I recently received an e-mail sent to dozens of people about a deadly gang initiation taking place in Albuquerque. Rather than pass on the paranoia, I checked out the rumor at Snopes, a one-stop shopping for affirming or debunking all kinds of hoaxes and urban legends. Once assured that the initiation is indeed a rumor that has also spread in places like Tennessee, Louisiana and New Jersey, I got sucked in to a couple of other debunked myths.
I can't remember when I first heard that "Ring Around the Rosie" is based on the Black Death, but guess what? It's not true. I also read up on a seasonal myth I hadn't heard before, that "The Twelve Days of Christmas" was a catechism code for persecuted Catholics in England. There's also an entry about the mysterious origins of today's holiday: Boxing Day.
Urban legends and hoaxes have always been around, but now with speed-of-light internet and email it seems that they're breeding at a prodigious rate. While there are many great books on the subject, none of them are timely enough when my aunt emails me an urgent message about a virus or hoax making the rounds. For up-to-the-minute information like that, Snopes has been an invaluable tool.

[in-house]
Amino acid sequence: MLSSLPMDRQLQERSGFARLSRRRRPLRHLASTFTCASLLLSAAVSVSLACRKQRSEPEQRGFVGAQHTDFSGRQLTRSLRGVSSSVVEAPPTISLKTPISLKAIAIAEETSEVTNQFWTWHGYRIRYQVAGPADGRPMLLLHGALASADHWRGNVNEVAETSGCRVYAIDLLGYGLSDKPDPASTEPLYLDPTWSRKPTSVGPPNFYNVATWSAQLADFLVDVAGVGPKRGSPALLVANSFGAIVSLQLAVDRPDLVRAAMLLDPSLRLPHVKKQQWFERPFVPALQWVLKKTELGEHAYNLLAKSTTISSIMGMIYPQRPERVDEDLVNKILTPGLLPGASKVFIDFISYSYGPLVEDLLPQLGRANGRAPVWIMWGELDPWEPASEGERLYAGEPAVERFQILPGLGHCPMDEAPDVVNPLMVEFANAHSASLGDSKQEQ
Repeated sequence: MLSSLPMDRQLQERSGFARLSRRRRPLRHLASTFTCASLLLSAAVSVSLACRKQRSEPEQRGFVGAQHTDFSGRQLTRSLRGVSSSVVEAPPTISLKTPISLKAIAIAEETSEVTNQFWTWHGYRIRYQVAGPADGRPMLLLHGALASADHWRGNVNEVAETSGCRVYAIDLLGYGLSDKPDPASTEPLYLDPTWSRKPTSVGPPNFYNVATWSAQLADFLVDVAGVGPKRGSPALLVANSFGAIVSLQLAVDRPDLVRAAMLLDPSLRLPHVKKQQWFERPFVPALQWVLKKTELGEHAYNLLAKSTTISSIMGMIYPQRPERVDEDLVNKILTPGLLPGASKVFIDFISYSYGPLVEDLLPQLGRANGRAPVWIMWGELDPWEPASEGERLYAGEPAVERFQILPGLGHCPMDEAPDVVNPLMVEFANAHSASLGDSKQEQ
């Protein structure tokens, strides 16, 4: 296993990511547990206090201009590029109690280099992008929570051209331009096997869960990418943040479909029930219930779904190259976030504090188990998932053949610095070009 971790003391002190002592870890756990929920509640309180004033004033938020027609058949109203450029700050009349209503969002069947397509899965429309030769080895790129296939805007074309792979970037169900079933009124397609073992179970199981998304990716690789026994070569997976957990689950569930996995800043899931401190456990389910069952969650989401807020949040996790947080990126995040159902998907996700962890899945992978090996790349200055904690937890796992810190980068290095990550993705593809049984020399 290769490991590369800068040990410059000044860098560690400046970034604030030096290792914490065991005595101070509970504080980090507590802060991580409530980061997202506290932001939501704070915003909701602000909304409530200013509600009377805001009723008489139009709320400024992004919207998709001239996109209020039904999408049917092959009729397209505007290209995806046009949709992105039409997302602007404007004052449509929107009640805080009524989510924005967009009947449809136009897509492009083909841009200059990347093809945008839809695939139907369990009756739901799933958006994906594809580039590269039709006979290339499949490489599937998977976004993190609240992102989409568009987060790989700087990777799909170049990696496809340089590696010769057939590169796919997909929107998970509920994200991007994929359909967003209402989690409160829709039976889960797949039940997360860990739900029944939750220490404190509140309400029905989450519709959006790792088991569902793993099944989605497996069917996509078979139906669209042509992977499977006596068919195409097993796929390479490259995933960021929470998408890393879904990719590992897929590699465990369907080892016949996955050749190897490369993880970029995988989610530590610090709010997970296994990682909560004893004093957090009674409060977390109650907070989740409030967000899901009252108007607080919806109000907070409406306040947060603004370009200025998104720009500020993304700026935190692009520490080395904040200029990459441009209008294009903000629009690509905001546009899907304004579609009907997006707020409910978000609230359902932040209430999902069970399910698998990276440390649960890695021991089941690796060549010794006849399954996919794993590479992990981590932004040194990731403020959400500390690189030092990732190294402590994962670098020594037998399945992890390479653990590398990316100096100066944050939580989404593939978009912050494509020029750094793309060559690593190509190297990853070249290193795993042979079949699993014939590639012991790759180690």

Another useful site for those gray areas and odd questions is The Straight Dope. The answers are well-researched and entertaining, while the questions are often things we've never thought to ask, or don't know how to ask. So at The Straight Dope you can find out if it's possible to survive on a diet of potatoes and milk (yes, with some oatmeal thrown in), what jake breaks are (a question I have on road trips on Old Pecos Trail), and why doesn't wood melt? Enough questions and answers to keep you informed about minutiae in perpetuity.